An unexpected call to say there’s a problem with your computer should set the alarm bells ringing.
You answer the phone, and the caller says they’re from a well-known company like Telstra, the NBN or Microsoft. They need access to your computer to fix a problem. Sounds normal right? Except you weren’t aware of any issues. No matter, just hand over your credit card details, let the caller access your computer remotely, and all will be sorted.
That’s the scenario behind remote access or ‘technical support’ scams. But far from cleaning up your laptop, what the caller is really interested in is cleaning out your bank accounts.
$5 million lost to remote access scams in 2019
The criminals behind these scams often sound convincing, using tech talk or quoting legit-sounding employee numbers. But they’re a slippery bunch, and they’re after a lot more than a few bucks fleeced from your credit card. If you give the go ahead to access your computer remotely, the crooks can install malware that records every keystroke you make – including bank account passwords. From there, it’s child’s play for the scammers to siphon cash out of your account and channel it into their own.
In 2019, Australians lost $5 million to remote access scams, and over-65s are the most vulnerable. But no one is immune.
Protecting yourself from remote access scams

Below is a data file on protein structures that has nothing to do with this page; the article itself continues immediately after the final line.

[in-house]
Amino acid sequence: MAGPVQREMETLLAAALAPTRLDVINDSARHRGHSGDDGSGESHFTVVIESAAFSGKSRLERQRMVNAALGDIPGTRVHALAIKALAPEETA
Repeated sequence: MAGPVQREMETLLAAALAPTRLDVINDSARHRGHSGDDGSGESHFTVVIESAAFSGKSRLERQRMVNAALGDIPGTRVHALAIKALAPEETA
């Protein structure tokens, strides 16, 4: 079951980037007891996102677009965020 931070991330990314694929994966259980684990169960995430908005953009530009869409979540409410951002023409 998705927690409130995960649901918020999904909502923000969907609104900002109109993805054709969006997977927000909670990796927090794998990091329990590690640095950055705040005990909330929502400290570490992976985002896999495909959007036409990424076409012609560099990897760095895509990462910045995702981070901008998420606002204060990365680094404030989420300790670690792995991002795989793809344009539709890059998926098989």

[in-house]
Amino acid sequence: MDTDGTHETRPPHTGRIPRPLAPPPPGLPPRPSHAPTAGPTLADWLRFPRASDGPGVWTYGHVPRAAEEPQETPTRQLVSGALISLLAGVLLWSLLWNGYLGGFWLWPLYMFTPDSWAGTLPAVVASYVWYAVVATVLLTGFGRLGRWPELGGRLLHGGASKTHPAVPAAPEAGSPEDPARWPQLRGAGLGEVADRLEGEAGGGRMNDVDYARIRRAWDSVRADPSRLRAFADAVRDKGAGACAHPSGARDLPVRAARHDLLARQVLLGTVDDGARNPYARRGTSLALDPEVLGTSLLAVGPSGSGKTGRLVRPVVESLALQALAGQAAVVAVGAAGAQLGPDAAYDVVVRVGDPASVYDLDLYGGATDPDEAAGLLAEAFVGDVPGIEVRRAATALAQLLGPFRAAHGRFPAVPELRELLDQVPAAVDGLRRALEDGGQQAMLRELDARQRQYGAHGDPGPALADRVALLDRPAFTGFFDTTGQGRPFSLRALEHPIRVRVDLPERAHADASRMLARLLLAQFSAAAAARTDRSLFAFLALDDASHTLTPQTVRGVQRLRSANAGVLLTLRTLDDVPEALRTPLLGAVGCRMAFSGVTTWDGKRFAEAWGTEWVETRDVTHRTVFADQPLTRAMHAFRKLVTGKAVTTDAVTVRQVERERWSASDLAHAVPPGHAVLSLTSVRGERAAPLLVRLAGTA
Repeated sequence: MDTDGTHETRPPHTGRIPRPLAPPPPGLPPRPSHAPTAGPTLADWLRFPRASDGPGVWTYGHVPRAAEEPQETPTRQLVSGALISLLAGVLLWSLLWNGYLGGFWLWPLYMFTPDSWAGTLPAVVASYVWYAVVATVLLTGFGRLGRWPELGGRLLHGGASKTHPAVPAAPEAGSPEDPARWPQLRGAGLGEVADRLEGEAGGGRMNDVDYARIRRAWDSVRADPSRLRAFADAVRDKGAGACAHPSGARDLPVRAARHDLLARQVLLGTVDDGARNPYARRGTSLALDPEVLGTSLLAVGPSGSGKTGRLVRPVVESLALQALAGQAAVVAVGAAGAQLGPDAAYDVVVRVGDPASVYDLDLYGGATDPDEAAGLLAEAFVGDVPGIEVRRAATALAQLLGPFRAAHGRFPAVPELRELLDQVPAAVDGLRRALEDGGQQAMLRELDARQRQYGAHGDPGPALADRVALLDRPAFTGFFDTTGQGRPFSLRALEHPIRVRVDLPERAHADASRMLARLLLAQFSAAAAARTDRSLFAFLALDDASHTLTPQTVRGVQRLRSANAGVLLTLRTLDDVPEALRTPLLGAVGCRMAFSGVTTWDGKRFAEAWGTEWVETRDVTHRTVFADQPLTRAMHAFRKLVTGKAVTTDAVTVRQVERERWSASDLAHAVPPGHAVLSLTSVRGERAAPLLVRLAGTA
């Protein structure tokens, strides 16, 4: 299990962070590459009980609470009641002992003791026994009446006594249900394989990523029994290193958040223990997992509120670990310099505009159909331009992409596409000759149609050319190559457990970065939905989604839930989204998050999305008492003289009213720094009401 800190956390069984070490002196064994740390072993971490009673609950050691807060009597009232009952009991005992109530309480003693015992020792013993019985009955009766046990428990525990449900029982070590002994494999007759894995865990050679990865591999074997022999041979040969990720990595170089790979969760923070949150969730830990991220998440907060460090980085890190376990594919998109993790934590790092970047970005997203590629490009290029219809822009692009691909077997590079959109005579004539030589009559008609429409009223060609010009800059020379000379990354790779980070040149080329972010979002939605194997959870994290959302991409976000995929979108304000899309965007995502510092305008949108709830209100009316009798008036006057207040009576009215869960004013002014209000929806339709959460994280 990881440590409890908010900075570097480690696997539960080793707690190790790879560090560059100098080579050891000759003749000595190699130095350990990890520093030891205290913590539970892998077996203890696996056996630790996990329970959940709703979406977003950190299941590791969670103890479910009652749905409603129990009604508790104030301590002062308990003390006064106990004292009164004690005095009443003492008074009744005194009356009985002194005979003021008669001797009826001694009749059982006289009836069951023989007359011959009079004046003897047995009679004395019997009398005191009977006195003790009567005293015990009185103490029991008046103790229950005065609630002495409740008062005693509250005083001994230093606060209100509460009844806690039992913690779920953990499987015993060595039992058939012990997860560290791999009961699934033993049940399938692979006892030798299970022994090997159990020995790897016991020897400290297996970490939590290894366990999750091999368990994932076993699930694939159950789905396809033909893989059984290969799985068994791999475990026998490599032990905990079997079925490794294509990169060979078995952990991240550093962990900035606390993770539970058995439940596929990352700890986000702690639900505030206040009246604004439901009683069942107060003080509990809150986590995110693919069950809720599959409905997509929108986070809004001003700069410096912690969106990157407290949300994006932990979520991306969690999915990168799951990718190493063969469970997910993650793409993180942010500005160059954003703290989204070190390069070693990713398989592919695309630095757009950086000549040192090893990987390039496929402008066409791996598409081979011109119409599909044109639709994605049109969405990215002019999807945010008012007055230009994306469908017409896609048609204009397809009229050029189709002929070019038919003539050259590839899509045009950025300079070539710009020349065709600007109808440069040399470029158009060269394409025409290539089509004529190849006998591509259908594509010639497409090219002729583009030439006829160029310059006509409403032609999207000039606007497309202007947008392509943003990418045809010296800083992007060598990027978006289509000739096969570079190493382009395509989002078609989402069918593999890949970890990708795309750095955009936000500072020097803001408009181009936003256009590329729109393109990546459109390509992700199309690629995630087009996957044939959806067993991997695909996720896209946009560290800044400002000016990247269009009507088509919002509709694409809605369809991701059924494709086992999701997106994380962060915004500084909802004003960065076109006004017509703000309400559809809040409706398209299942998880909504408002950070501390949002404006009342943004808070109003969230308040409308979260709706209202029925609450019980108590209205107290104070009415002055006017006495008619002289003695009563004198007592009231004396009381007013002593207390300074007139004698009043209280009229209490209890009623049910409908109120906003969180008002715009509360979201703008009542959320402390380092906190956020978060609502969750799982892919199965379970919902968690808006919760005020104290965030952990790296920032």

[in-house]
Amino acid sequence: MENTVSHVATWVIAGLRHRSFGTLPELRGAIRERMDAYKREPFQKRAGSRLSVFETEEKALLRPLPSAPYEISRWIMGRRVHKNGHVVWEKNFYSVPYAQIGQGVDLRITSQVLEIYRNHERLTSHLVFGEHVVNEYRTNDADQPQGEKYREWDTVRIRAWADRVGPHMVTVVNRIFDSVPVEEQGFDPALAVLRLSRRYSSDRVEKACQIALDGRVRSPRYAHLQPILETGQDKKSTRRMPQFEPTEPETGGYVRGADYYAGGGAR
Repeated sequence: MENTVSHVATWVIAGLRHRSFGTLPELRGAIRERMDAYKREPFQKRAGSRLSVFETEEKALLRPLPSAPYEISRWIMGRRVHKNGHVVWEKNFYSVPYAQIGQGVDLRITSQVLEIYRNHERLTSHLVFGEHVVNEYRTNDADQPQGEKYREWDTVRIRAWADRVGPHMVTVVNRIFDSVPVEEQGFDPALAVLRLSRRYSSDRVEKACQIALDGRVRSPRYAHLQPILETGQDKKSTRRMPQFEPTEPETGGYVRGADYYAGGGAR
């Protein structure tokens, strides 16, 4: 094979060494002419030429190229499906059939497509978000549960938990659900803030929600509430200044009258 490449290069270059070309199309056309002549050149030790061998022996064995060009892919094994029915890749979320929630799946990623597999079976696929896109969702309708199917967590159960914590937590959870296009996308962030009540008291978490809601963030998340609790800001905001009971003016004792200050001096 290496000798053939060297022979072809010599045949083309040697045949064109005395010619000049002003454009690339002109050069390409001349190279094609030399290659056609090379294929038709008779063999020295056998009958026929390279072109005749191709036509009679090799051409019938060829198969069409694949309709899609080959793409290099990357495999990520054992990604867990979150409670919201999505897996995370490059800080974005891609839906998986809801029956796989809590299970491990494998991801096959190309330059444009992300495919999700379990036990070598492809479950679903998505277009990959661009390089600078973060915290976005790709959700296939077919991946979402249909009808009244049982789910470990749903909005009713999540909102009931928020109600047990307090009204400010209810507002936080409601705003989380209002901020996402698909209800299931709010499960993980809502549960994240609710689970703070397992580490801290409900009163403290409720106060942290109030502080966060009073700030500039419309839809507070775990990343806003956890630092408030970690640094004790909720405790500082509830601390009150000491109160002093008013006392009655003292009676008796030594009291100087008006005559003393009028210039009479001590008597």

The thing is, there’s a simple way to know if you’re talking to a scammer. The clue is that big companies don’t call out of the blue asking to tap into your computer. For example, Telstra provides notice in writing about technical faults, Microsoft doesn’t make unsolicited calls to provide tech support and any communication with Microsoft has to be initiated by you.
And don’t be conned if the caller claims to be from the NBN. As a wholesaler, the NBN only rarely deals direct with the public.
Keeping your computer’s firewalls, passwords and antivirus software up to date is important. But when it comes to remote access scams, the best source of protection is you.
Never hand over details of your credit card or bank account to a random caller – even if they say they’re from an organisation you trust. And if a stranger asks to access your computer remotely, hang up fast!
What if I’ve been scammed?
If you’re concerned your computer may have been hacked or you have received any communication from an organisation that meets the above criteria, contact your bank straight away.